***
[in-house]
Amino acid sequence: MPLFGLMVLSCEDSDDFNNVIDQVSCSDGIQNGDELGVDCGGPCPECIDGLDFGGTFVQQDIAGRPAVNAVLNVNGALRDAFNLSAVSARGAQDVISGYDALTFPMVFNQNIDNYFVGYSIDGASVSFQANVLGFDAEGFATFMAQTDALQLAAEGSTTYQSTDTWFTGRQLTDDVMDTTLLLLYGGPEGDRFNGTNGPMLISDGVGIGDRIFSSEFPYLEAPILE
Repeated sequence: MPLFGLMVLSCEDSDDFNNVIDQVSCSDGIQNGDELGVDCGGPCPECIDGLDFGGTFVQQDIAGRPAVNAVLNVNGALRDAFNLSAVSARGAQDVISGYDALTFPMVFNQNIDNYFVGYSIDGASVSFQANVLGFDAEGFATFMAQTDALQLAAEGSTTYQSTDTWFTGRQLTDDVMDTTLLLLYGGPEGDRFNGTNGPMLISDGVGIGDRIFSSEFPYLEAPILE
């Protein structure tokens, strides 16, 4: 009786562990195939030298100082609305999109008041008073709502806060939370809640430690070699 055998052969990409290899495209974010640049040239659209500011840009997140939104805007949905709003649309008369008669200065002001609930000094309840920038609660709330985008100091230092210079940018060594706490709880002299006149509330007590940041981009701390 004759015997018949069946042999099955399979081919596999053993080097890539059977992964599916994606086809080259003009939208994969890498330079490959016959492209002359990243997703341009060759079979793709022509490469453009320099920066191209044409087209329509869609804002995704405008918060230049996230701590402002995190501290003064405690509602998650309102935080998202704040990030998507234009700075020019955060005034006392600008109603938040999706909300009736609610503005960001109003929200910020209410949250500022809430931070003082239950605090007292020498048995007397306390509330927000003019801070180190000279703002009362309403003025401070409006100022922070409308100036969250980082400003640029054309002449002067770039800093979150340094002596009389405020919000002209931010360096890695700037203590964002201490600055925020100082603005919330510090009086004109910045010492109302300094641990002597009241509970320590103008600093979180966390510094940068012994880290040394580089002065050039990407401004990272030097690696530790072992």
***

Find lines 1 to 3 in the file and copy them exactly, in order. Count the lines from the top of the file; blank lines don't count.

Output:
[in-house]
Amino acid sequence: MPLFGLMVLSCEDSDDFNNVIDQVSCSDGIQNGDELGVDCGGPCPECIDGLDFGGTFVQQDIAGRPAVNAVLNVNGALRDAFNLSAVSARGAQDVISGYDALTFPMVFNQNIDNYFVGYSIDGASVSFQANVLGFDAEGFATFMAQTDALQLAAEGSTTYQSTDTWFTGRQLTDDVMDTTLLLLYGGPEGDRFNGTNGPMLISDGVGIGDRIFSSEFPYLEAPILE
Repeated sequence: MPLFGLMVLSCEDSDDFNNVIDQVSCSDGIQNGDELGVDCGGPCPECIDGLDFGGTFVQQDIAGRPAVNAVLNVNGALRDAFNLSAVSARGAQDVISGYDALTFPMVFNQNIDNYFVGYSIDGASVSFQANVLGFDAEGFATFMAQTDALQLAAEGSTTYQSTDTWFTGRQLTDDVMDTTLLLLYGGPEGDRFNGTNGPMLISDGVGIGDRIFSSEFPYLEAPILE